Common Cents for February 8, 2019

This week, freshman Representative Alexandra Ocasio-Cortez sponsored, I guess you could call it that, a resolution she called: “Recognizing the duty of the Federal Government to create a Green New Deal.” The Green in this instance means ‘environmentally friendly.’ The phrase New Deal harkens back to Roosevelt’s New Deal programs during the Great Depression. As such, a Green New Deal is/would be a massive government undertaking to create a more environmentally friendly society and economy.

First things first: bully for her. For a US Representative to make such a splash in their first month in Washington is pretty darn impressive, if not unprecedented. Second, Representative Ocasio-Cortez has undeniable moxie, energy, and enthusiasm. The world needs more of that, a lot more. Third, all of the end aims in said Resolution are arguably noble and idealistic. Fourth, I laughed out loud several times while reading the thing, and laughed again upon rereading it, such was what I believe to be the lack of basic economic understanding and the inability to anticipate obvious consequences.

However, this resolution wasn’t necessarily surprising, nor was the multitude who scrambled to attach themselves to her celebrity and powerful presence.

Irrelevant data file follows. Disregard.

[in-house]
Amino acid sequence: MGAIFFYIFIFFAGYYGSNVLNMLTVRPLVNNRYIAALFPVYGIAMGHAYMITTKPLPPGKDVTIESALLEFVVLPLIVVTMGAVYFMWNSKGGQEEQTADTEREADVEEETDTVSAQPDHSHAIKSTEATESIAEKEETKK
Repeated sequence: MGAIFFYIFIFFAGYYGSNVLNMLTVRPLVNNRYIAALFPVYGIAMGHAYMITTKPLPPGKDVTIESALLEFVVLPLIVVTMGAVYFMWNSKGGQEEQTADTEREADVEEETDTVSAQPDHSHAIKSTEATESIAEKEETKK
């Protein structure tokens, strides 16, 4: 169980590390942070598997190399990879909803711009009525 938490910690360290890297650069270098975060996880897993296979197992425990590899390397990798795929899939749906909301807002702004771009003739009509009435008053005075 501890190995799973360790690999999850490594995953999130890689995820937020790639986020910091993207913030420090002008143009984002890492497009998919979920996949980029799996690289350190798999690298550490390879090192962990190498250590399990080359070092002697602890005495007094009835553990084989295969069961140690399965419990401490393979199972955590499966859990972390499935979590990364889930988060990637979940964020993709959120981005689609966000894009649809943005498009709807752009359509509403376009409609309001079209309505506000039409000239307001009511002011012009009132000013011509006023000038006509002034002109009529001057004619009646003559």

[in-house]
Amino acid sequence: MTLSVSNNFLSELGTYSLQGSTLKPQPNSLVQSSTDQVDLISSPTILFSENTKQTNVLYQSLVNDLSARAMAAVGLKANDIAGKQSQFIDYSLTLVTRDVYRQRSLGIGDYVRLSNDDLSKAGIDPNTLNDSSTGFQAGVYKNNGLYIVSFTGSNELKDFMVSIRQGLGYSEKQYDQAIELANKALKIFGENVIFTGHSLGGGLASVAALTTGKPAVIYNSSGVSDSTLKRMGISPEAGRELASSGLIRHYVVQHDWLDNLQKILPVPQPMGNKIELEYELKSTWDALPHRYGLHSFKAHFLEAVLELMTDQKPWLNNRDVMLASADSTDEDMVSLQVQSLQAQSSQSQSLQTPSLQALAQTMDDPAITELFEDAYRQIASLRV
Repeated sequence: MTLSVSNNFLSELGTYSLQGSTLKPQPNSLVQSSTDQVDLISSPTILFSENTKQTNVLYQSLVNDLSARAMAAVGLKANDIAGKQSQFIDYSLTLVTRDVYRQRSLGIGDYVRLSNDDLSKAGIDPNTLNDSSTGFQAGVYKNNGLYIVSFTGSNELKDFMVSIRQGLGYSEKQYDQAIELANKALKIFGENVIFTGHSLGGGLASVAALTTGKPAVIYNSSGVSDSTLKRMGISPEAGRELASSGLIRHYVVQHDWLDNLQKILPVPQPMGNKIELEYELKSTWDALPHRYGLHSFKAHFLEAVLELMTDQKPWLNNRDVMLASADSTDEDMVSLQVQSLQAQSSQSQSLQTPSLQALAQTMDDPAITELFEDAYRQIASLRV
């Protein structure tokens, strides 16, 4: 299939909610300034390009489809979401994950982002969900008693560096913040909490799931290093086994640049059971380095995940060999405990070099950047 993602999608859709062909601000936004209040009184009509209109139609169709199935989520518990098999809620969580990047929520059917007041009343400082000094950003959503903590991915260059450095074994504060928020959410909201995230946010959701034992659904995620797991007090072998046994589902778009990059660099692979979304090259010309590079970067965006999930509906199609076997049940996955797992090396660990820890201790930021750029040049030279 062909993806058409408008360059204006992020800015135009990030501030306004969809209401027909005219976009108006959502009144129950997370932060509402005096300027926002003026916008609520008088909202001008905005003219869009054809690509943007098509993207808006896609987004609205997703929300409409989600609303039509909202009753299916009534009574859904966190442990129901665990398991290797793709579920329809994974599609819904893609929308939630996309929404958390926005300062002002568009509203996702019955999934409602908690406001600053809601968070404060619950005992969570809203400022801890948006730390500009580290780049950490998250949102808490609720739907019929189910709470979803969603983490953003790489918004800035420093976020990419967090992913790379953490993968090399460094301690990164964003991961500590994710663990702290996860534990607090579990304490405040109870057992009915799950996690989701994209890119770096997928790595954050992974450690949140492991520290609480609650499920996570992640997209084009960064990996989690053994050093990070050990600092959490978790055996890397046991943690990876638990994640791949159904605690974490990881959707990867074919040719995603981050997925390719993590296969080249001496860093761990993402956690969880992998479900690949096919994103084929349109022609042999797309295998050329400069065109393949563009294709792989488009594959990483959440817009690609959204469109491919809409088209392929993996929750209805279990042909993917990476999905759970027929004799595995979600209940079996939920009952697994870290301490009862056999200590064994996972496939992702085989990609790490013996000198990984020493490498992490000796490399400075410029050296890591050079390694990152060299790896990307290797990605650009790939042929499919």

I won’t belabor all the particulars, but I will start by saying the Green New Deal will probably make airline travel either non-existent or outrageously expensive, far beyond the reach of the average individual such is the mandate to eliminate pollution and green-house gas emissions within 10 years. While we could perhaps use batteries for ground transportation, it is unlikely they would be able to provide the necessary thrust to keep a plane in the air for any meaningful amount of time, if at all. However, this is just the tip of the proverbial iceberg.

Then there is the section which reads: “upgrading all existing buildings in the United States and building new buildings to achieve maximum energy efficiency, water efficiency, safety, affordability, comfort, and durability, including through electrification.” At first glance, that doesn’t seem too bad until you realize that means YOU Mr. or Mrs. Home Owner. You get to buy new windows, a new roof, all new appliances, new insulation and ductwork, a new furnace or heat pump, a new hot water heater, new doors, televisions, computer monitors, thermostat, electrical wiring (particularly on older homes), plumbing, etc. Yessir, by making your house as energy efficient as is possible, as outlined in the Resolution, what is that going to set you back? It would seem true and full compliance would run into the tens of thousands of dollars. Hmm…what about those folks which don’t have the financial capacity to comply to the new rules then?

What’s more, what will all of these improvements probably mean for the value of your home? Understanding EVERYONE else will have to make the same improvements? Intuitively, you won’t get much, and why would you? If all you have is what you have to have by law? As a result, you will have spent a lot of money on compliance without a commensurate increase in the true market value of your home. What does that do to your balance sheet? Your equity?

That’s right, it goes down. Given the fact home equity is the most ubiquitous form of household wealth in the United States, this simple, almost innocuous, section would cause a massive erosion of ‘middle-class’ wealth.